Coal Fuel on the Agenda for Electricity Investment Conference
The government appears to be gearing up to permit coal-fueled power stations to try to overcome Burma’s continuing electricity shortages.
An industry conference planned for January in Rangoon aimed at attracting investors will discuss issues such as importing coal for new station development, said the organizers.
The conference on Jan. 28-31, to be attended by Power Minister Khin Maung Soe, will put forward investment offers to a range of business executives expected to attend.
“With growing nationwide demand for electricity and utilities, and a new era of [Burma]where the government aims to accelerate growth by encouraging foreign direct investment, there is no better time to address this pertinent infrastructural issue than at the Myanmar Power Summit,” says the Center for Management Technology of Singapore.
However, coal fuel is a contentious issue. A special economic zone focused on a new industrial port at Dawei on the southeast coast has been held up since the government vetoed plans for a large coal-fueled electricity plant to power the development.
Burma has a tiny dilapidated power system which needs refurbishment and major expansion. Up to 20 percent of electricity generated is lost in transmission due to old and inefficient cable and transformer equipment, the Mandalay Region Minister for Electric Power and Industry Myint Kyu said in October.
Burma to Have Critical Role in Creating Asean Economic community
The high-level Burmese government delegation led by President Thein Sein attending this weekend’s summit of the Association of South Asian Nations (Asean) will need to pay special attention to talks on creating a borderless economic community by 2015, say observers.
The ambitious plan will be critical to Burma in more ways than one. Not only does it stand to benefit from more development prospects under the scheme—it will also host Asean in 2014 in the final run up to the creation of the 10-country single market.
“Asean must work on the long to-do list as a result of the agenda to create an Asean community by the end of 2015,” said the chairman of the Singapore Institute of International Affairs Simon Tay.
The team accompanying Thein Sein to the summit in the Cambodian capital Phnom Penh includes Foreign Affairs Minister Wunna Maung Lwin and National Planning and Economic Development Minister Kan Zaw,
“Asean’s unity and credibility are prerequisites and thus the community project is a key pillar for the wider region,” said Tay, writing in Singapore’s Today newspaper. “Talks are due to begin for a Regional Comprehensive Economic Partnership to link Asean to six Asian partners—the big three of Northeast Asia as well as India, Australia and New Zealand—bringing together more than three billion people.”
Cambodia is this year’s host chair for Asean and the mantle will pace to Brunei in 2013.
Rangoon Gets New Shipping Link with India, Singapore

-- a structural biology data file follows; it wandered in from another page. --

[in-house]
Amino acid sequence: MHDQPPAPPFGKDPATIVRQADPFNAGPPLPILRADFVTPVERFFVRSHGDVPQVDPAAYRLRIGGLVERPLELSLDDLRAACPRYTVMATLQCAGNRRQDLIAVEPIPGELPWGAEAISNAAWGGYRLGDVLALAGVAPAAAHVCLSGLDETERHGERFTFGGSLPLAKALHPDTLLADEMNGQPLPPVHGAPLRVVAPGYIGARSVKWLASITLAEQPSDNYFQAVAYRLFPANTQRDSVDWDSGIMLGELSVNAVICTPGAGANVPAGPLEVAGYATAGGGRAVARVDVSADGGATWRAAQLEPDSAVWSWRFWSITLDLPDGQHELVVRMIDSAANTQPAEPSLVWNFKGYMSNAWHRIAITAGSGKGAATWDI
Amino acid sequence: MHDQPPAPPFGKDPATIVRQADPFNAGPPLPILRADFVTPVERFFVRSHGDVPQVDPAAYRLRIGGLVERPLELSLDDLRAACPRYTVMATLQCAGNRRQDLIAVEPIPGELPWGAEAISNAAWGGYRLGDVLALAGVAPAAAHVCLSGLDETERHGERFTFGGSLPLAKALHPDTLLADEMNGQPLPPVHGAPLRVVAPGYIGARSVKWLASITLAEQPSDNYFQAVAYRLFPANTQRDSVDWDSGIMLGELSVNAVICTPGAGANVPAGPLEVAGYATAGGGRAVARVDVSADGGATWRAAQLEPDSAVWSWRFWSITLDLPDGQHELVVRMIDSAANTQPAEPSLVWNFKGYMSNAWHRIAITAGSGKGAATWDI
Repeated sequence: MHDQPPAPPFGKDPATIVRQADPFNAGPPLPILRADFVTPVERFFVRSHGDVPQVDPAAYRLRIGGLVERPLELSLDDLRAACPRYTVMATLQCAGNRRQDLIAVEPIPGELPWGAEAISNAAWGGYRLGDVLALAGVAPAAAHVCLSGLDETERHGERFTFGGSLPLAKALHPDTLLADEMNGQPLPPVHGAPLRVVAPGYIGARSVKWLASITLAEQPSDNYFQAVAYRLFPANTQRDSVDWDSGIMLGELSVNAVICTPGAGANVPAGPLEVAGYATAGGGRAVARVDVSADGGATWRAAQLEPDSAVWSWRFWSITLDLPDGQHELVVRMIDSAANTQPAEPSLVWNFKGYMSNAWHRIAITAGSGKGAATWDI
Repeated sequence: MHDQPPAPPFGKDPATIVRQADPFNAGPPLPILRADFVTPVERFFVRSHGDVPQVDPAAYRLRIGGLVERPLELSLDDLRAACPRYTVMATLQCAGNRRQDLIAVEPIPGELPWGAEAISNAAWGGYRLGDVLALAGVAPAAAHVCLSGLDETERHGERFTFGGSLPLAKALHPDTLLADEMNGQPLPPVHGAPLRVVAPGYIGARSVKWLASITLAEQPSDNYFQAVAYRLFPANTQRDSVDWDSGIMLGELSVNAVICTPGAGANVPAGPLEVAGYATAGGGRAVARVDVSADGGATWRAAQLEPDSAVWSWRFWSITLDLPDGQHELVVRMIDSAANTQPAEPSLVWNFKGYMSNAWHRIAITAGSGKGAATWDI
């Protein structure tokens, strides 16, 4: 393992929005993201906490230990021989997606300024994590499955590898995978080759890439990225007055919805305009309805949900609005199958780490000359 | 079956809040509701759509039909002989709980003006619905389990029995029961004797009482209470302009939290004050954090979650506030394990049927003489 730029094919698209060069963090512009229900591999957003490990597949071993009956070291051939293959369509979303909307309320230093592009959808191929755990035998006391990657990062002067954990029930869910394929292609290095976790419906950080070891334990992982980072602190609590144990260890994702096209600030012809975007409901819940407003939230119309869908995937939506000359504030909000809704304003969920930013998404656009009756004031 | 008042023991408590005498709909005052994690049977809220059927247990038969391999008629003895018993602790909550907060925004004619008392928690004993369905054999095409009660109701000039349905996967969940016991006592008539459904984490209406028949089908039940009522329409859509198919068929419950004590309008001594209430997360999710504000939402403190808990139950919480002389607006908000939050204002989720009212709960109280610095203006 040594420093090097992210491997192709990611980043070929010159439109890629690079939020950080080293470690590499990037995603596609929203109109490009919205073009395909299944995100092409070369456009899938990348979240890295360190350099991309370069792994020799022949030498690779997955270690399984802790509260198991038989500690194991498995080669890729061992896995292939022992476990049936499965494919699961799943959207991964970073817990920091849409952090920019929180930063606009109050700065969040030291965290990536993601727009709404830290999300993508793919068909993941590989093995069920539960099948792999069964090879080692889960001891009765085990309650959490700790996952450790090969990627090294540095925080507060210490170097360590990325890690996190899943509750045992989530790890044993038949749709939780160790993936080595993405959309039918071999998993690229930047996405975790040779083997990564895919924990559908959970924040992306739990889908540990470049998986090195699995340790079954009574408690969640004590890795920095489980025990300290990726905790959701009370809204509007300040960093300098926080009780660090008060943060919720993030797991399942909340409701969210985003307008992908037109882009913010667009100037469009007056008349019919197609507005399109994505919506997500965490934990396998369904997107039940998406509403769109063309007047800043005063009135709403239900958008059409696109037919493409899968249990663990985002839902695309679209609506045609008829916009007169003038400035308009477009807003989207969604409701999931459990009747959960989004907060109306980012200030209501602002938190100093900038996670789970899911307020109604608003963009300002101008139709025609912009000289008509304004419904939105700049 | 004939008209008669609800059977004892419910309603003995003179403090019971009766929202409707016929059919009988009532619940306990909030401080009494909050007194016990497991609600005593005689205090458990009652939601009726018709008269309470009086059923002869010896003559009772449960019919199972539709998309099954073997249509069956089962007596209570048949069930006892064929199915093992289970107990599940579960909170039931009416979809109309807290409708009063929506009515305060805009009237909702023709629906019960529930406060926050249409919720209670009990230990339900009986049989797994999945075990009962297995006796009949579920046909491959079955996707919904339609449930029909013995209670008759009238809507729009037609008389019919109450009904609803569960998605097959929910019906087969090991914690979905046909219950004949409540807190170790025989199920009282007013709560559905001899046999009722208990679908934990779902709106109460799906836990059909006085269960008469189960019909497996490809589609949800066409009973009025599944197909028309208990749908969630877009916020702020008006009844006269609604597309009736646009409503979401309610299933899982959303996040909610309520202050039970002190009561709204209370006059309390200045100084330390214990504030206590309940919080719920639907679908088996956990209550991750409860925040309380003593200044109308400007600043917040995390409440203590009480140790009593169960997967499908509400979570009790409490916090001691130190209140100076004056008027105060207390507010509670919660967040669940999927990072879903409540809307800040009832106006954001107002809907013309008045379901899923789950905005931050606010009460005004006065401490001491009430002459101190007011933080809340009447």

The port of Rangoon is to get a new cargo link with India and Singapore. The Singapore shipping firm BLPL said it is starting a weekly service linking Rangoon in a route between Kolkatta, Port Klang in Malaysia and Singapore.
“With the launch of our two dedicated container vessel services to Yangon and Kolkata, we look forward to participate and contribute to what we believe will be the fastest growing trade routes in this region,” BLPL vice-president Anand Sitaraman said in a statement.
The Burmese KMA Shipping Company last month won a contract to build a US $70 million wharf storage infrastructure at Thein Phyu in the Port of Rangoon in anticipation of a big rise in container traffic.
BLPL is a subsidiary of Transworld Group which is based in the United Arab Emirates but has strong roots with India.
Singapore is Burma’s fourth largest trading partner.
Foreign Firms Seek Forest Investment ahead of Export Ban
The Ministry of Environment Conservation and Forestry said it is talks with firms from South Korea, India, China and Japan about possible investment in Burma’s forests and timber business.
Firms which have expressed interest in investing in forests, wood mills and paper mills include the Hana Financial Group of Seoul, Mitsui of Japan and PL Global IMPEX based in Singapore, said Burmese media.
Earlier this month the Burmese government said it was taking action to protect the country’s declining forest by introducing a total export ban from 2014.
Timber exports are one of the primary sources of income for Burma and in 2006 brought in 10 percent of Burma’s foreign earning, said the European Forest Institute.
Burma is one of the world’s largest teak exporters but illegal shipments, often to China, and land degradation through slash and burn agriculture are eroding the country’s woodland stock, the parliamentary Natural Resources and Environment Conservation Committee said.
In the 2010-2011 business year, Burma officially earned over US $600 million exporting 864,000 tonnes of timber. India was the biggest buyer.
Credit Card Deal Makes Life Easier for Foreign Visitors
Foreign tourists and businesspeople will now be able to draw Burmese cash from ATM machines if they have credit cards with MasterCard, Maestro and Cirrus logos.
The cards will work in ATM machines operated by the local Cooperative Bank which formed a partnership with MasterCard in September.
The use of MasterCard to pay for goods and services is expected to be possible within a few months, said the Cooperative Bank.
Separately, another Western credit card, Visa, is joining up with the Kanbawza Bank, Myanmar Oriental Bank and also the Cooperative Bank to introduce similar services in the near future.
The developments represent a further loosening of controls on foreign visitors to Burma after the introduction of visa on arrival.